Euphoria refers to an affective state characterized by feelings of intense pleasure, happiness, contentment, and excitement. A state of euphoria can be naturally induced (e.g., in response to exercise, social activities, romance/sexual response, and artistic endeavours), chemically induced (e.g., recreational drug use), or the result of a neurological condition (e.g., mania).
Types of Euphoria
There are several types of euphoria, each induced by different mechanisms and involve various neurological pathways. Such types of euphoria are described in greater detail below:
Euphoria can be induced by prolonged aerobic exercise, often referred to as a “runner’s high”. Exercise induces euphoria through the dopamine pathway through the synthesis of -endorphin (molecule pictured below), anandamide, and phenethylamine. As such, exercise in the form of running, cycling, and other aerobic activities is recommended as an adjunct treatment for addiction, neurodegenerative disorders (e.g., Parkinson’s and Alzheimer’s), and major depressive disorder. Studies have shown that the euphoric properties of exercise can aid in the recovery of drug addictions, function as an antidepressant, as well as improve overall cognition and brain health.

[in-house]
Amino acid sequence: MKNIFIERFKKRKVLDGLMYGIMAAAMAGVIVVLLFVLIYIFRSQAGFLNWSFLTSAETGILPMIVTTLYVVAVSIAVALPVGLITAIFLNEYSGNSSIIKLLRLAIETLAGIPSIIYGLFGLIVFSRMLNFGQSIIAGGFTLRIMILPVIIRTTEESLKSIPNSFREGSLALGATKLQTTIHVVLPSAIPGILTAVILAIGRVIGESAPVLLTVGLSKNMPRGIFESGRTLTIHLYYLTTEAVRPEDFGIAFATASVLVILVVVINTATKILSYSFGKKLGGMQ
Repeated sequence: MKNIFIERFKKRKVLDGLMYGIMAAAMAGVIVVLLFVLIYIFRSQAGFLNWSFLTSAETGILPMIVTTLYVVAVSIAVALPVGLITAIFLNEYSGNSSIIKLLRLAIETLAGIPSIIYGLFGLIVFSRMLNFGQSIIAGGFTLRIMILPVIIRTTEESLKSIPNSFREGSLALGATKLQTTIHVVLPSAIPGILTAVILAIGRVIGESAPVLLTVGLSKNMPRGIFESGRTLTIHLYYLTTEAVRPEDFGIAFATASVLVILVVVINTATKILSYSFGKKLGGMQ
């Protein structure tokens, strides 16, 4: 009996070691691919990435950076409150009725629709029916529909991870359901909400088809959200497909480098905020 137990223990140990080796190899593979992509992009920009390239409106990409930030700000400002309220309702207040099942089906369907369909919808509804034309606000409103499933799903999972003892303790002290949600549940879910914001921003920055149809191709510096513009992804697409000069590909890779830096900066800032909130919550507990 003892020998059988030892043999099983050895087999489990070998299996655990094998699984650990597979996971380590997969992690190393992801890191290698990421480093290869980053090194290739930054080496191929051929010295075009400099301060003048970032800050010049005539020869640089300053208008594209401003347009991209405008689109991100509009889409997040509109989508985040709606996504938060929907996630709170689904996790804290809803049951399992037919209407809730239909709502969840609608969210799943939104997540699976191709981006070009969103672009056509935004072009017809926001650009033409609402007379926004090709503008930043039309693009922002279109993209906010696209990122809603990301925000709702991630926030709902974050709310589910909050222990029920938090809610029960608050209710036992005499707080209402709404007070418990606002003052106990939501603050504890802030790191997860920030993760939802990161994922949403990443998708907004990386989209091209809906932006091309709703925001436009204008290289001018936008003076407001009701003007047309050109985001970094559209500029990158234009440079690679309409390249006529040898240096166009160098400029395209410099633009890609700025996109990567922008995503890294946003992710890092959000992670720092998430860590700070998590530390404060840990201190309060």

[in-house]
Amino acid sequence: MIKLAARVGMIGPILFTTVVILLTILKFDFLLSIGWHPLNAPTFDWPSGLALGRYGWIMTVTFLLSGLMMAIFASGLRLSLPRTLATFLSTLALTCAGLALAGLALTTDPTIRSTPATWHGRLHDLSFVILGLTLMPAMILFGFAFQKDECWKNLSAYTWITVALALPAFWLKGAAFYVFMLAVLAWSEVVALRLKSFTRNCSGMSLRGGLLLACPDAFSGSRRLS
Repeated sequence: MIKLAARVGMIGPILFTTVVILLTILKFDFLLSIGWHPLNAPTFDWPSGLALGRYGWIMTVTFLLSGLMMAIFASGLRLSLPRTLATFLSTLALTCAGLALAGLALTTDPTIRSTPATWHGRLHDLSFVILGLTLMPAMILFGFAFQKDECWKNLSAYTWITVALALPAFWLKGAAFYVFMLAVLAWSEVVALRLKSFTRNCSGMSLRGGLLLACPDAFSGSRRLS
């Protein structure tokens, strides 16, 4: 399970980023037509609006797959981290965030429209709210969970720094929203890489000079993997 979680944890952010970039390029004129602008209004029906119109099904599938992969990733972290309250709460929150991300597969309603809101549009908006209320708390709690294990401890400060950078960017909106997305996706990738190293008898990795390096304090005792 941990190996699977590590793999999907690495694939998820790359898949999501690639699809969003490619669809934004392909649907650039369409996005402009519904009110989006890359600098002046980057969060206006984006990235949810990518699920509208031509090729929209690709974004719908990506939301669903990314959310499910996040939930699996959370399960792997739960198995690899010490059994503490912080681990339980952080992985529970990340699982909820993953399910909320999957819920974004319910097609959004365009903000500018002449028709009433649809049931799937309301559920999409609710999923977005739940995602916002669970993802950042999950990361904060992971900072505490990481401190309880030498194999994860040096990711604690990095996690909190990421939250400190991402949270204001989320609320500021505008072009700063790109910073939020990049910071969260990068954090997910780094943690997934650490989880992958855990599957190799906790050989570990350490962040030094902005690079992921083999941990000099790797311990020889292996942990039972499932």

Several common recreational drugs exhibit addictive properties due to the reward response they induce in the brain. Some of the most common drugs that induce a state of euphoria include, stimulants (e.g., amphetamine, methamphetamine, and cocaine), depressants (e.g., alcohol, barbiturates, and benzodiazepines), cannabinoids (e.g., THC in cannabis), gases (e.g., nitrous oxide), and opioids (e.g., heroine, fentanyl, codeine, morphine, and oxycodone). Some of these drugs directly induce the dopamine response (i.e., reward response), while others engage the opioid receptors (responsible for the management of stress, pain, appetite, emotion, and attachment behaviors.
There are several neuropsychiatric conditions that also induce a state of euphoria in affected individuals. Such disorders include bipolar disorder, epilepsy, and migraine headaches. In individuals with bipolar disorder (and some other conditions), euphoria is associated with periods of mania, which involve rapid speech, delusions of grandeur, and increased flight of ideas. In some individuals with epilepsy or affected by migraine headaches, euphoria may be associated with the onset or after the resolution of symptoms. Although the precise mechanisms remain unknown, a euphoric state associated with these conditions is thought to be attributed to the disrupted brain chemistry that occurs during the progression of either a migraine headache or epilepsy.